My favourite store in the world, Indigo, recently released a list of books they think every child, male or female, should read before they enter the stages of teenage-hood. Quickly glancing at the list, I noticed that some of my picks were noted, but that there might be something missing, especially with a certain blockbuster movie coming out soon.
Here the list:
– Charlotte’s Web by E.B. White
– Harry Potter and the Philosopher’s Stone by JK Rowling
– Percy Jackson & the Olympians: The Lightning Thief by Rick Riordan
– Diary of a Wimpy Kid #1 by Jeff Kinney
– The Lion, the Witch and the Wardrobe by C.S. Lewis
– Bridge to Terabithia by Katherine Paterson
– Ramona Quimby, Age 8 by Beverly Cleary
– The Lorax by Dr. Seuss
– Holes by Louis Sachar
– Goosebumps #1: Night of the Living Dummy by R.L. Stine
– Tales of a Fourth Grade Nothing by Judy Blume
– Charlie and the Chocolate Factory by Roald Dahl
After taking a closer look at the list, I noticed that I’ve actually only read three of the books on the list (maybe four, I’m not sure which Goosebumps I’ve read). That being said, I’m probably not the best person to judge reading knowledge against since I did a lot of my childhood reading in French and never stuck to books that were actually age-appropriate (and some of these books are after my time), but I still thought that was odd.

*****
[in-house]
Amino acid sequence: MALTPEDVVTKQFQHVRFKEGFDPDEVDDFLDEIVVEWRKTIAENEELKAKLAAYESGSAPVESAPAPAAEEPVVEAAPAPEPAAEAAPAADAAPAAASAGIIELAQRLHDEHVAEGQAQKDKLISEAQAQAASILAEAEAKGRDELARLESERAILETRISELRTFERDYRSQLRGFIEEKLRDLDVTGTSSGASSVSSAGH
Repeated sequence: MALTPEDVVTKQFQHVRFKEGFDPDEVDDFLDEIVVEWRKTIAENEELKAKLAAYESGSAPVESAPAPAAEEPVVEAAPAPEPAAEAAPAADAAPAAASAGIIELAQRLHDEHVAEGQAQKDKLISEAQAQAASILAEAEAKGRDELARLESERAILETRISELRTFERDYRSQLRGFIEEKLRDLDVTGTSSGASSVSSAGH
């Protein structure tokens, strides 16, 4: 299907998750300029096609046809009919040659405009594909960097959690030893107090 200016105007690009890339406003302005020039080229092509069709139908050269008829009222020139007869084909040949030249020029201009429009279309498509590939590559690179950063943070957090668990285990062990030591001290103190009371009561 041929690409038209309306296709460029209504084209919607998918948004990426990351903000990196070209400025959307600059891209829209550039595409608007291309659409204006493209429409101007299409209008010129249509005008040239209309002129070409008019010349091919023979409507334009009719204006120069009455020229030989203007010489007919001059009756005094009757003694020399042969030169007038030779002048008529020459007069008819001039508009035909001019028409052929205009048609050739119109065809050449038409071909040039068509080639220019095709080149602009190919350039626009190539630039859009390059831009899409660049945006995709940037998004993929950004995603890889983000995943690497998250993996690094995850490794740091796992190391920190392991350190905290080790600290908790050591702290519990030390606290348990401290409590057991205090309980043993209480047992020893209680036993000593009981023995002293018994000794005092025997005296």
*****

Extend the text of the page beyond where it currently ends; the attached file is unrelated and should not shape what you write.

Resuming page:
While it’s a great list, I’m puzzled that J.R.R. Tolkien’s The Hobbit is nowhere to be found. I didn’t read it as a child (I also didn’t know it existed — my parents aren’t really big readers), but I did study it in children’s literature in university and have many friends who would call it their favourite. Even reading it as an adult I could appreciate it for its younger audience, and could see why it would appeal to children.
I’m also surprised there is no Robert Munsch (or Beatrix Potter!) on the list, but I suppose it might be because there is no Stephanie’s Ponytail feature film, since 10 of the 12 have appeared on the silver screen in the last decade or so (and Goosebumps? was a popular TV show in the 90s). But that’s a whole other question to think about, not to mention adding to my confusion as to why The Hobbit is absent, especially with its promising film opening in December.
Nevertheless, the list contains a dozen great books that I would encourage all children to read. Why not include hitting the library on your to-do list this summer?
Are your favourite children’s books on this list? Which would you add/get rid of?
Photo by Jenn and Tony Bot via Flickr.